Oddly I just wanted to walk and maybe take the chance of seeing a deer. I walked down the path wearing my green wool pants, an insulated camouflage shirt and my coyote fur trappers hat. That hat is incredibly warm. To be honest it is uncomfortable unless you are in near zero degree weather. I walked through some overgrown meadow and followed some tracks. The blanket of snow revealed the signatures of everything that was living in the woodlands.

I walked slowly and steadily as I followed a set of tracks into a small white pine grove. There I found an old bench. Someone must have set it up for hunting. Since no one was around I sat and rested. I contemplated life and what I do for a living. I was tired and actually closed my eyes for a few minutes to get some needed rest and relaxation. As I sat there I looked forward. I can't believe my eyes. It was a deer. Soon I saw three does walking towards me. I remained motionless and they seemed very ambivalent to my presence. How ironic. I hunted hard that year and was rewarded but I never thought I would have the opportunity again so late in the year.

I sat and watched. It was around 4:00 PM. They milled all around me. I could not get a clear shot since I did not anticipate deer coming by but in a way I didn't want to shoot. I had two freezers filled with meat and I knew at this time of year those does were carrying young. If one of them were a buck I would have attempted the shot. At that time their antlers would have dropped off. I know that the Rhode Island fish and game department is wise in allowing the season this late for population control but for some strange reason I didn't want to shoot. The deer came as close as ten yards. I sat motionless wearing my big coyote fur hat. I surmise that it broke up my outline and they weren't sure what I was. Soon one deer looked at me with great scrutiny. She would bob her head and weave it all around like does will. Soon the other two were alerted and then there was the sound of air. When deer are alarmed they "blow". A sudden rush of air signals that there is danger and you need to vacate.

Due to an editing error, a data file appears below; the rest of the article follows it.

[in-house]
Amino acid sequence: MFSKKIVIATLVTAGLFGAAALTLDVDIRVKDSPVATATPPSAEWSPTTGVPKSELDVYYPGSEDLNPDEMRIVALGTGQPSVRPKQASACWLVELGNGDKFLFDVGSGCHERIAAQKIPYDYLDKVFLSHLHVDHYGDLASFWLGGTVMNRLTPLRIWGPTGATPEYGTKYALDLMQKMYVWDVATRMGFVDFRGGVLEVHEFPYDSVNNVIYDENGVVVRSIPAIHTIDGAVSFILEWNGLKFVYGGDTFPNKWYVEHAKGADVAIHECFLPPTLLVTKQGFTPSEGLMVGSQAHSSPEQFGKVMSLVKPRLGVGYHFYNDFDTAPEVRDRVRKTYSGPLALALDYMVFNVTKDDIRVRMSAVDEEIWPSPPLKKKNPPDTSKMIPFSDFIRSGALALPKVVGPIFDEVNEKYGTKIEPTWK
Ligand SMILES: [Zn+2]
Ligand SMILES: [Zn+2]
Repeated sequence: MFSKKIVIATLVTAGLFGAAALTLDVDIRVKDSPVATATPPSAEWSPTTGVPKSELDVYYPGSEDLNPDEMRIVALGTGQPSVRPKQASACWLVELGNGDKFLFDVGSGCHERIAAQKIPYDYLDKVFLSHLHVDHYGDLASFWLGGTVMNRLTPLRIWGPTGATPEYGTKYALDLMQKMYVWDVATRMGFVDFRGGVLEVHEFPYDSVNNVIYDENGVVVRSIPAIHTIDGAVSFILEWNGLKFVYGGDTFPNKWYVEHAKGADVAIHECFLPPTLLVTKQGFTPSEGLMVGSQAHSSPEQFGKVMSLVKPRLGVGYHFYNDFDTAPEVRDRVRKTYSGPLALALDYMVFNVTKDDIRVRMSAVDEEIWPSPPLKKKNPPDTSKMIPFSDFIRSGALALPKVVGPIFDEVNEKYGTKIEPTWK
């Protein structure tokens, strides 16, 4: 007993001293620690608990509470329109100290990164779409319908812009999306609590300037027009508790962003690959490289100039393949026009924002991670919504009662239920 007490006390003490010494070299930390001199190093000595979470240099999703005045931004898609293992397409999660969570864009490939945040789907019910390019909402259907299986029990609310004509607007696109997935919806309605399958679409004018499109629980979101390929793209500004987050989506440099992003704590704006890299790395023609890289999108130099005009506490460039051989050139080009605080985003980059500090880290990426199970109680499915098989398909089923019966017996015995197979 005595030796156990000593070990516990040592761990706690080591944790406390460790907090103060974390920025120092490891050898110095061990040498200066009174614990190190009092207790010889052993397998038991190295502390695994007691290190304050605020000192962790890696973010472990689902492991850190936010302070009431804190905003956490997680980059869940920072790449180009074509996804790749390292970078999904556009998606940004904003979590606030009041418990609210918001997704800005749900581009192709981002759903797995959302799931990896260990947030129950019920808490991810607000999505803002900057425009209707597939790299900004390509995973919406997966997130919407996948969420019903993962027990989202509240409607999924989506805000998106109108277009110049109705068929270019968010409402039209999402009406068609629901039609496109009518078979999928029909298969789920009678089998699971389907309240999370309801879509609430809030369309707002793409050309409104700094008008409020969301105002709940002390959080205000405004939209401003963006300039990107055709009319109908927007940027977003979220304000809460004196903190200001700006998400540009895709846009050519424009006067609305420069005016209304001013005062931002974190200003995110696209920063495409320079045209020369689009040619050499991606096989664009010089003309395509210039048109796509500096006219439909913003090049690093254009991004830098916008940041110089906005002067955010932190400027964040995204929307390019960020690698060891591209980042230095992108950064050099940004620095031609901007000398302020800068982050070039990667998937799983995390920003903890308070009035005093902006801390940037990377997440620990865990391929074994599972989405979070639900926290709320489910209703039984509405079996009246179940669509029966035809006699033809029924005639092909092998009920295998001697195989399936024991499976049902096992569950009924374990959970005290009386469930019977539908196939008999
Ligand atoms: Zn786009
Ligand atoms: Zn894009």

Soon all of them took off and I figured it was time to head home to a hot meal. I walked back in the January cold with a warm feeling.

The meat cicle

Ok. The title of this is going to sound really strange to the non hunting public. I had learned of this technique of baiting predators from a hunting forum. Here in Massachusetts we can bait for predators and hunt at night provided that we don't use a light source. To me that is silly as a light would aid in target identification but the powers that be fear people would illegally shoot deer. Personally speaking, I don't think so. Those people will do it anyways.
The way to use a meatcicle is to take a five gallon food grade pail and spray the inside with PAM or other non stick cooking spray. Put in meat scraps about one third of the way up and then fill it with water. Let it sit overnight to freeze and then bring it to your stand location. It is pretty simple to use.
I have set up a Trail camera to record what manner of wildlife would come to my meatcicle at one location I hunt in. So far the only animals that have approached it were red and gray fox. crows and a fisher.
Next winter I plan to set up a couple more meatcicles in the hopes of attracting a coyote. We'll see how well it works.